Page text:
Community-power rules provide new momentum for local plans

·4 min read

Aug. 6—With rules for community-power programs in New Hampshire closer to being finalized, some area municipalities are eager to provide relief to customers amid soaring energy costs.

Keene resubmitted its plan to the N.H. Public Utilities Commission earlier this week, according to Mari Brunner, the city's senior planner. Prior to doing so, she said, the city's consulting team — which includes representatives of Standard Power and Good Energy — reviewed the rules and made minor changes.

"We are hopeful [Keene's plan] will be approved by the PUC," Brunner wrote. "If it is approved, the next step would be to get City Council approval for the changes that were made."

Under a community-power arrangement — such as the ones Keene and Harrisville approved last year, and Swanzey, Marlborough, Peterborough and Walpole earlier this year — a municipal government rather than a utility sources electricity for local consumers. This gives the municipality more control over the power supply, allowing it to seek lower-cost or greener options, while a utility continues to maintain transmission lines and deliver the electricity.

Each of these plans must get a green light from the PUC, which first needed to approve rules for community-power programs after a state law authorized them in 2019.

After a vote on the rules was delayed from July 5, the commission approved them last week, allowing municipalities with community-power plans to move forward in their goal for state approval.

The Joint Legislative Committee on Administrative Rules must also OK the rules in a meeting slated for Aug. 18, before the PUC can formally adopt them.

Robert Hayden, president and chief technical officer of Standard Power of America, which also worked with Swanzey on its plan, said Thursday that the PUC must respond to Keene's resubmitted plan within 60 days.

Brunner added that the city hopes to implement the plan in January, but it is more realistic it will launch in the spring.

Andrew Maneval, a member of the Harrisville electric-aggregation committee, said he expects the town to resubmit its plan within a matter of weeks.

If Harrisville's plan is approved by the PUC, Maneval said the committee would then look to implement it and seek a suitable energy provider to recommend to the selectboard for approval.

Maneval, who is also a Democratic state representative, said Harrisville is optimistic that the power plan could launch next spring.

Meanwhile, energy rates continue to soar, driven partially by high oil and natural gas prices stemming from Russia's war in Ukraine. Liberty Utilities and Eversource both raised rates for residential customers, effective Aug. 1, swelling electric bills by around 50 percent.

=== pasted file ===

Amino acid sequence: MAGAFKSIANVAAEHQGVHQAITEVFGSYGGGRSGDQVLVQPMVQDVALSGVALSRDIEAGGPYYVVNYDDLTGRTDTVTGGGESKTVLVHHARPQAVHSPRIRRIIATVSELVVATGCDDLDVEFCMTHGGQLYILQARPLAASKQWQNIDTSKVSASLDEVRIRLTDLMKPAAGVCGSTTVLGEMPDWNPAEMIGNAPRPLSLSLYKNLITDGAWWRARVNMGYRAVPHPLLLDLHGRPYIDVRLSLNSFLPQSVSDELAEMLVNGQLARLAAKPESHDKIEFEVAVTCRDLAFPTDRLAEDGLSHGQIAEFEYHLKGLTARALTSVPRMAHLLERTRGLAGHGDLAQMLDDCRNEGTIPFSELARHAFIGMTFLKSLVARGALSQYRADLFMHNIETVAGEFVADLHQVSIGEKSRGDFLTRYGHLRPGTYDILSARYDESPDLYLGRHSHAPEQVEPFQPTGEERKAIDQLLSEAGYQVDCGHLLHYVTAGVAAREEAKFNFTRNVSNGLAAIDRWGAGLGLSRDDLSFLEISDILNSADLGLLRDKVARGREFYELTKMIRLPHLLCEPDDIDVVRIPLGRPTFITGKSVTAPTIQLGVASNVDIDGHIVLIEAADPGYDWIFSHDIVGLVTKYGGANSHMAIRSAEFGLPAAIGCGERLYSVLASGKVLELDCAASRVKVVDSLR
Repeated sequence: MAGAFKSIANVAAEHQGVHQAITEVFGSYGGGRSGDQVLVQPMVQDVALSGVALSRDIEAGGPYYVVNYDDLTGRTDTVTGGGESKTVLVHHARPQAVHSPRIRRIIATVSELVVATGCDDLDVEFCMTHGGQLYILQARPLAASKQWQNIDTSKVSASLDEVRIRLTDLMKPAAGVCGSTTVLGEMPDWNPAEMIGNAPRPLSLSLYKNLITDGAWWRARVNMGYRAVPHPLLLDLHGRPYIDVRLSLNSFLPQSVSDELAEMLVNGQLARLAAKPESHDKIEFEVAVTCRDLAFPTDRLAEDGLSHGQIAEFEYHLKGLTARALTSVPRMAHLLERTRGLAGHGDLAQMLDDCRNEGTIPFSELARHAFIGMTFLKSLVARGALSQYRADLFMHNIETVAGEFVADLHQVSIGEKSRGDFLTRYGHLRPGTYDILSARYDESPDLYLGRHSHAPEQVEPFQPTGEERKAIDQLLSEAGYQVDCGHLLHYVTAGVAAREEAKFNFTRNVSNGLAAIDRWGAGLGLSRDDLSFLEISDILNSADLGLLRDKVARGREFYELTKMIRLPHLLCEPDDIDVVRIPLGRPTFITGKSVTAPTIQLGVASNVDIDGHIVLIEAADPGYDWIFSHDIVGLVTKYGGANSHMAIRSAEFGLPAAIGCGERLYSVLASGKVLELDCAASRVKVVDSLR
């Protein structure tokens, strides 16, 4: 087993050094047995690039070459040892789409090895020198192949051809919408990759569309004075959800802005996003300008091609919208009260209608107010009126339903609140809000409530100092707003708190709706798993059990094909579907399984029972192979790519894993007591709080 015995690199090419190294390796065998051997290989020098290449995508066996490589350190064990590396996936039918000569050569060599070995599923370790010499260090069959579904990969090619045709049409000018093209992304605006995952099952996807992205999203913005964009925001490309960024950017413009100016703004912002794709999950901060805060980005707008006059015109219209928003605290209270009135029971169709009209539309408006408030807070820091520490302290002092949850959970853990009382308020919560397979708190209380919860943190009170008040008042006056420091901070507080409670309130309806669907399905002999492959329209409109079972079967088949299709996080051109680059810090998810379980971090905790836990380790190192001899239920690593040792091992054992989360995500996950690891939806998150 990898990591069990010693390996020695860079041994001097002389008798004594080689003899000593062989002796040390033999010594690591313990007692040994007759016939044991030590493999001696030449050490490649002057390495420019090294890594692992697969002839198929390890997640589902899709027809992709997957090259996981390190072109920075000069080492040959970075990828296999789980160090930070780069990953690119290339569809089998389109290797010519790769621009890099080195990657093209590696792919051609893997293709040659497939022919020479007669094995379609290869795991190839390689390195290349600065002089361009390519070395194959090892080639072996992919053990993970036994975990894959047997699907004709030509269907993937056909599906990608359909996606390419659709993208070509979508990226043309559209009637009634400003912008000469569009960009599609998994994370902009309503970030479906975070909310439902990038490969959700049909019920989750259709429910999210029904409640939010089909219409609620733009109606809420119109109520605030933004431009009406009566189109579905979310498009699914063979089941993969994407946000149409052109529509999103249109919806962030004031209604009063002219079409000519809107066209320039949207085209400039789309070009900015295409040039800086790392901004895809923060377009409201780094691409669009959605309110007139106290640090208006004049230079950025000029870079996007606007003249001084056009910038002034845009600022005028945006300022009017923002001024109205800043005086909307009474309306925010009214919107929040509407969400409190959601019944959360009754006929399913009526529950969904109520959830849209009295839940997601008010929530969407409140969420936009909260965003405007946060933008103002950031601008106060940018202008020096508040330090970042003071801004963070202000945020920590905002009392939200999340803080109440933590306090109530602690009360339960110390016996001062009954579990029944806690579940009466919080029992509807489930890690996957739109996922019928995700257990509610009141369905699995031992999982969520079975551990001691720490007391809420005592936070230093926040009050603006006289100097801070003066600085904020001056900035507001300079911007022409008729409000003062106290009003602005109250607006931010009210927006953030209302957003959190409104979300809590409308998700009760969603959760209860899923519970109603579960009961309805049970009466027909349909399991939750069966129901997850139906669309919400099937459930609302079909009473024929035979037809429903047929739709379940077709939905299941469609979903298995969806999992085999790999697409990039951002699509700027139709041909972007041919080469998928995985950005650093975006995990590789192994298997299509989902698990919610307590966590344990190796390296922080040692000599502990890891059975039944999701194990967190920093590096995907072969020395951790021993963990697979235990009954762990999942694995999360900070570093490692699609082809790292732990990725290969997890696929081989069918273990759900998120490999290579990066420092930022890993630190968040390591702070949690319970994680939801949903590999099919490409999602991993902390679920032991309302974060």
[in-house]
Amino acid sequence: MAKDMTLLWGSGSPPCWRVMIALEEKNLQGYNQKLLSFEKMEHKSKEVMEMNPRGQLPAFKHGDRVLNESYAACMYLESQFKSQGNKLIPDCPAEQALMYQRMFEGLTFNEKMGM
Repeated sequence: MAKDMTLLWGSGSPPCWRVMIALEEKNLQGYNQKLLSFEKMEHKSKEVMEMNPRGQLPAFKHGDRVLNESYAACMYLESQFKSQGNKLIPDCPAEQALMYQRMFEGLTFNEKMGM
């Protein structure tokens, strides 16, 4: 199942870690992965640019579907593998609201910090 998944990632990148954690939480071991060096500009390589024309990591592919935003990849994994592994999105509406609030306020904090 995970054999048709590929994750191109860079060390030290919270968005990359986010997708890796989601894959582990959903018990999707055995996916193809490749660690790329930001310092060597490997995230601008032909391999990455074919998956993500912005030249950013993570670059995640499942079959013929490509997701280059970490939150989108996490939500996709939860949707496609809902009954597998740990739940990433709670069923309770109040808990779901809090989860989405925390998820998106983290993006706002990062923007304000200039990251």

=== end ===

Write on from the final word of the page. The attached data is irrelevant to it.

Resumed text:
"The sooner [the PUC] responds, the sooner we can offer relief to customers," Hayden said, referencing Keene's plan. "Costs are the highest they've ever been. Any relief is great."

The higher energy rates make it vital that the city's community-power plan moves forward, Brunner said.

"I think it is extremely important for communities to have more local control over where their energy comes from in order to control costs," she wrote. "We hope to launch our program as soon as possible to offer our residents a cheaper option for electricity supply (in addition to greener options)."

When the City Council adopted the plan in May 2021, Keene was the first municipality in New Hampshire to pass one of these programs.

The city originally submitted its plan to the state on April 11, but the commission denied it on June 9 without prejudice — meaning it can be resubmitted for approval — due to it still being in the midst of its rulemaking process. At the time, Brunner said Keene had expected the rejection and was merely seeking feedback.

Harrisville's plan was also denied without prejudice, primarily because of the lack of finalized rules.

Keene's community-power plan, which would allow people to opt out of it, is a central tenet of the city's broader plan, which the City Council adopted earlier in 2021, to move to 100 percent renewable sourcing for electricity by 2030 and for thermal and transportation energy by 2050.

Hunter Oberst can be reached at 355-8585, or